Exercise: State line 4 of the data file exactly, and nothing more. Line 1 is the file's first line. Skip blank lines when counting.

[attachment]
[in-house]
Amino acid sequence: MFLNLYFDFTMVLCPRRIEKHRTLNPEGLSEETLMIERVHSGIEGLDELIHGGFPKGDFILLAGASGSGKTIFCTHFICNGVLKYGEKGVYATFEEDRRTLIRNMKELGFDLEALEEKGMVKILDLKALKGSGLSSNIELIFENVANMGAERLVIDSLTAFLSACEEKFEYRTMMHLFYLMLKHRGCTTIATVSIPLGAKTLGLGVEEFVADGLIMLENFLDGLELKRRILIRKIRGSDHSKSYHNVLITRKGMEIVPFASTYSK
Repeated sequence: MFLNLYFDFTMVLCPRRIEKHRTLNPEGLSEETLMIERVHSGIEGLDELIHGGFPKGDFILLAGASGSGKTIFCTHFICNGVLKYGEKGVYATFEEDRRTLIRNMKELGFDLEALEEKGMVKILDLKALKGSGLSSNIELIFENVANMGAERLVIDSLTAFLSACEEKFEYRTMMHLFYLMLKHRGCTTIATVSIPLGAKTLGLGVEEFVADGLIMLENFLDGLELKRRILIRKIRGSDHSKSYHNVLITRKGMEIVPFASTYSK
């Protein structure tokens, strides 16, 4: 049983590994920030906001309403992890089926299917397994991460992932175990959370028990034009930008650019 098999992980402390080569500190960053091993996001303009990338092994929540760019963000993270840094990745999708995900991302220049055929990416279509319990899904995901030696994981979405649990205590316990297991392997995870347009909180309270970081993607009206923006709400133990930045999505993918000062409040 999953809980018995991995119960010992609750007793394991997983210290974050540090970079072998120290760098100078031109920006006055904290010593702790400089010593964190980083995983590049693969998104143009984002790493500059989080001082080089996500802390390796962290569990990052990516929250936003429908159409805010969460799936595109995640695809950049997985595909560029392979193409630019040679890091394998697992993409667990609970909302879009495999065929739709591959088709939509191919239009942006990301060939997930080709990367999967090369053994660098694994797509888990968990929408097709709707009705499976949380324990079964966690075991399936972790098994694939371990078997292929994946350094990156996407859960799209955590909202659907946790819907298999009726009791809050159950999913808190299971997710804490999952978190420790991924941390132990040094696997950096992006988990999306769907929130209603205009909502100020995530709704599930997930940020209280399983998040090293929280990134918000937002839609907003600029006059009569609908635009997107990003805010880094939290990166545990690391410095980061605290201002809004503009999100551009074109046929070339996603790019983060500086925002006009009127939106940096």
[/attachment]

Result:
């Protein structure tokens, strides 16, 4: 049983590994920030906001309403992890089926299917397994991460992932175990959370028990034009930008650019 098999992980402390080569500190960053091993996001303009990338092994929540760019963000993270840094990745999708995900991302220049055929990416279509319990899904995901030696994981979405649990205590316990297991392997995870347009909180309270970081993607009206923006709400133990930045999505993918000062409040 999953809980018995991995119960010992609750007793394991997983210290974050540090970079072998120290760098100078031109920006006055904290010593702790400089010593964190980083995983590049693969998104143009984002790493500059989080001082080089996500802390390796962290569990990052990516929250936003429908159409805010969460799936595109995640695809950049997985595909560029392979193409630019040679890091394998697992993409667990609970909302879009495999065929739709591959088709939509191919239009942006990301060939997930080709990367999967090369053994660098694994797509888990968990929408097709709707009705499976949380324990079964966690075991399936972790098994694939371990078997292929994946350094990156996407859960799209955590909202659907946790819907298999009726009791809050159950999913808190299971997710804490999952978190420790991924941390132990040094696997950096992006988990999306769907929130209603205009909502100020995530709704599930997930940020209280399983998040090293929280990134918000937002839609907003600029006059009569609908635009997107990003805010880094939290990166545990690391410095980061605290201002809004503009999100551009074109046929070339996603790019983060500086925002006009009127939106940096």